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Tuesday, February 15, 2011

My Top Ten Learning Resources

It is Top Ten Tuesdays and I have a list for you all. It has been a while, but I am back in the routine. It seems that way for many things, that they are all slowly coming back into routine after the move. So for today's list I have: My Top Ten Learning Resources.Click on the Top Ten Tuesday links and join in!

Some people may wonder just how do some Moms homeschool with out a curriculum? Well there are a variety of ways to do this, for the variety of families that do it. But for the purpose of my list here are MY top ten resources. This list is in no particular order. Mostly because it would take me ten times as long to write this if I then had to decide which were my most favorite.

  1. Symposiums, panels, etc. I have taken my kids to the in the local University, the community and the Native community. The last one we went to (a proposal session) they were participants in, along with the adults.

    Link to my blog post of doing this with kids.

  2. University. For elementary kids? Yep. I used the local University for a resource when I was in highschool. Also my kids have been apart of classes, demos etc set up through the Native center, homeschool group, my Dad, friends, local camps during March Break etc. University students are learning the latest info. Many are excited to share and will share with kids.

  3. Newspaper. I will buy a newspaper and sit down with the kids. We read the headlines and when one of us (the kids or I) see one that catches our eye, we read the article and discuss it. This teaches us what is going on in the world around us. The other thing is by discussing it the kids really start thinking, forming opinions and they prove to be great learning experiences....don't forget the cartoons and editorials, there is much to learn there.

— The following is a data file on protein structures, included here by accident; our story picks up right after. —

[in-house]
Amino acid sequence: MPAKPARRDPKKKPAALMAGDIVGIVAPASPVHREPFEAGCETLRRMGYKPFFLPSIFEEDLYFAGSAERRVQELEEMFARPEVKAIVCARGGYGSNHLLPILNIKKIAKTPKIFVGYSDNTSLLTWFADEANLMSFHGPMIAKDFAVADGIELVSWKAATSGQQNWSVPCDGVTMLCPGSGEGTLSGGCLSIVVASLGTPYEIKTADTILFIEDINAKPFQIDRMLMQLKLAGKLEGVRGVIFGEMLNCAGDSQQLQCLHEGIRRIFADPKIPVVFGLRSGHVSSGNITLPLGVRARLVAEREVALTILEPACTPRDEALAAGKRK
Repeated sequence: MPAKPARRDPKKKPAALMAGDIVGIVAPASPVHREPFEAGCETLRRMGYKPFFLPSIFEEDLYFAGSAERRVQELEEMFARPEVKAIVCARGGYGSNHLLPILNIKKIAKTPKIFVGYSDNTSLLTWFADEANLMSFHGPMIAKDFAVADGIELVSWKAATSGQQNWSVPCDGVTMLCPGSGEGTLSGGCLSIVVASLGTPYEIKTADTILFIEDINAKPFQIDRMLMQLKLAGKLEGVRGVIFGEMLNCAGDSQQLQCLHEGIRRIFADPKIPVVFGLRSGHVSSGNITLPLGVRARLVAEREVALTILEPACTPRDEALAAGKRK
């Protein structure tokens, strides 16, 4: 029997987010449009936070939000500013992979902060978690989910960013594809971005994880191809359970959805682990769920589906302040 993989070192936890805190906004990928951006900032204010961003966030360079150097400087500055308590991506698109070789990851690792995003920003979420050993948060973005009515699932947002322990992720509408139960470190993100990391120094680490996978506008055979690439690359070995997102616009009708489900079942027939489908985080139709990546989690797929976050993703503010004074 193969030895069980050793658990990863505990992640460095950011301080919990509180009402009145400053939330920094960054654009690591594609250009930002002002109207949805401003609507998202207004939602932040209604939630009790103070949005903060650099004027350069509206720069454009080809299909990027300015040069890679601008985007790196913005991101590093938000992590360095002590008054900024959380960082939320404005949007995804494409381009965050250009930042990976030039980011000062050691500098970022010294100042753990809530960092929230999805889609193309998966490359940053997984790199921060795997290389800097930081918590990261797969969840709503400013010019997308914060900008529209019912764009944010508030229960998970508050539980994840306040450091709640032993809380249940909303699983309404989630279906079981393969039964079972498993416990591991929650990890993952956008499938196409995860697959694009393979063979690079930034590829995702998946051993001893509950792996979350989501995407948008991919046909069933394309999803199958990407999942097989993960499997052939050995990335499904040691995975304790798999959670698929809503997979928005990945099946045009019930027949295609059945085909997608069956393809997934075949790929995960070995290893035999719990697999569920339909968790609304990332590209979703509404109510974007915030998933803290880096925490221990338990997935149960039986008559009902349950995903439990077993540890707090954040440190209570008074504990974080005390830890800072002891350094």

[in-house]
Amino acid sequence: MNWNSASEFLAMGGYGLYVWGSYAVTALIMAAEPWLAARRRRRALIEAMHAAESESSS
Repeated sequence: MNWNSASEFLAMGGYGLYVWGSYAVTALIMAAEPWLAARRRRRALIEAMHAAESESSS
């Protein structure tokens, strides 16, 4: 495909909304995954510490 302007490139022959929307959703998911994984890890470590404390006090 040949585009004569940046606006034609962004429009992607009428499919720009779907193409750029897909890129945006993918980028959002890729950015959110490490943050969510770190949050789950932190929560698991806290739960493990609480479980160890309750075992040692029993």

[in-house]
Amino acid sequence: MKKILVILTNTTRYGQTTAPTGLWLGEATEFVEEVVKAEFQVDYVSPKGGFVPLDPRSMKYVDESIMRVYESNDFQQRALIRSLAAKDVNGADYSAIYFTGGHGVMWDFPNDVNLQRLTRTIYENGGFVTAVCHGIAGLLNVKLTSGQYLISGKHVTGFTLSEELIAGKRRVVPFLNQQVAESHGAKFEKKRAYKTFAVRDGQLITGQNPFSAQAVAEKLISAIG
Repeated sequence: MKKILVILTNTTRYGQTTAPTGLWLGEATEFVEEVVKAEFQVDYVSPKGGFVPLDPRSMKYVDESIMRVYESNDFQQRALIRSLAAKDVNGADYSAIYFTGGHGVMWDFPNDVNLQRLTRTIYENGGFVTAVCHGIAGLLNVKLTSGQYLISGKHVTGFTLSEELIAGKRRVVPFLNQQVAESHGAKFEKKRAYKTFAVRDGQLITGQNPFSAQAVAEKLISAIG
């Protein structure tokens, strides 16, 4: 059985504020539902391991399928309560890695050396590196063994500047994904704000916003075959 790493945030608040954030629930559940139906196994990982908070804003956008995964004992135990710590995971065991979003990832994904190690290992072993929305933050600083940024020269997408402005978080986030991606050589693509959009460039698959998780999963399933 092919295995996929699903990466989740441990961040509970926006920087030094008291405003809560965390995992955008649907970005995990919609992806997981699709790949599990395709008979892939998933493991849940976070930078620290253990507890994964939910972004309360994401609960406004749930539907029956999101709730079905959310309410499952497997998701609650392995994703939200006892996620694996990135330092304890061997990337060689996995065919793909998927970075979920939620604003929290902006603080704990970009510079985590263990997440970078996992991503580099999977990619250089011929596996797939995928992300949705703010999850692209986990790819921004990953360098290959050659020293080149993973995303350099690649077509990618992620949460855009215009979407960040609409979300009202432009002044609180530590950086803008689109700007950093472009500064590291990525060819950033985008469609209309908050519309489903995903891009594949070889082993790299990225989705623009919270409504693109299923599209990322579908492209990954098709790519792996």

4. You Tube. There are all kinds of great videos. Funny ones, ones by PBS and from the history channel. Mix these up together and it will stick pretty well. Also you tube often has videos showing how to do things, such as experiments to do with the kids. Link to you tube: PBS documentary history

  1. Experiments, demonstrations and models. Hands on learning is often memorable. I remember my favorite models from my school days. They were a working model of an aqueduct and a play-dough model of the digestive system. I can still today tell you extensively about these two things. Along with this is Art. We most often use it to learn about a time in history. It is good for understanding the social issues, morals, ideal and belief of a time period. This is picture of SW's canopic jar.

  1. Games. Math games for multiplication. Quiz game for knowledge of a variety of subjects. Scrabble for spelling. There are many more of course. We do not do this for all our learning but it sure is a good supplement especially for things that many learn from memorizing. It takes longer. For example quiz games. Play them over and over and those answers will become learned. And because they were learned over time they will be remembered over time. Here is a link and a pic of one of our favorite sets of quiz games.

    Link to professor noggin

  2. Our Traditional knowledge. Our cultural teachings taught from the people with them are a great resource that teaches about both our culture and our history. This is a picture taken of Grandma when she is talking about a teaching at a powwow.

  3. Field trips. These are great learning experiences. We have gone on field trips to learn all kids of things about nature, wild life, fossils, geology, history. We have been to a marine museum, art gallery, and the Nations capitol. The possibilities are endless. If I had the money we would take WAY more field trips. I would love to be able to spend a year traveling with the kids. I think families who get to do this are having such a learning experience. This is a picture from our field trip to the conservation area. There is a praying mantis in this pod, surviving for the winter.

  4. Currclick. They have lots of great unit studies about a variety of subjects.

  1. Books. Can't leave out books! There are all kinds of books, not just textbooks. You can learn something from many types of books, and there are all kinds of different educational books out there.

Put these all together (along with tons of other ways) into a unit, a theme filled week, shape it into a curriculum yourself or take them as individual learning experiences. There is plenty to learn outside of a box if you want to go that route.

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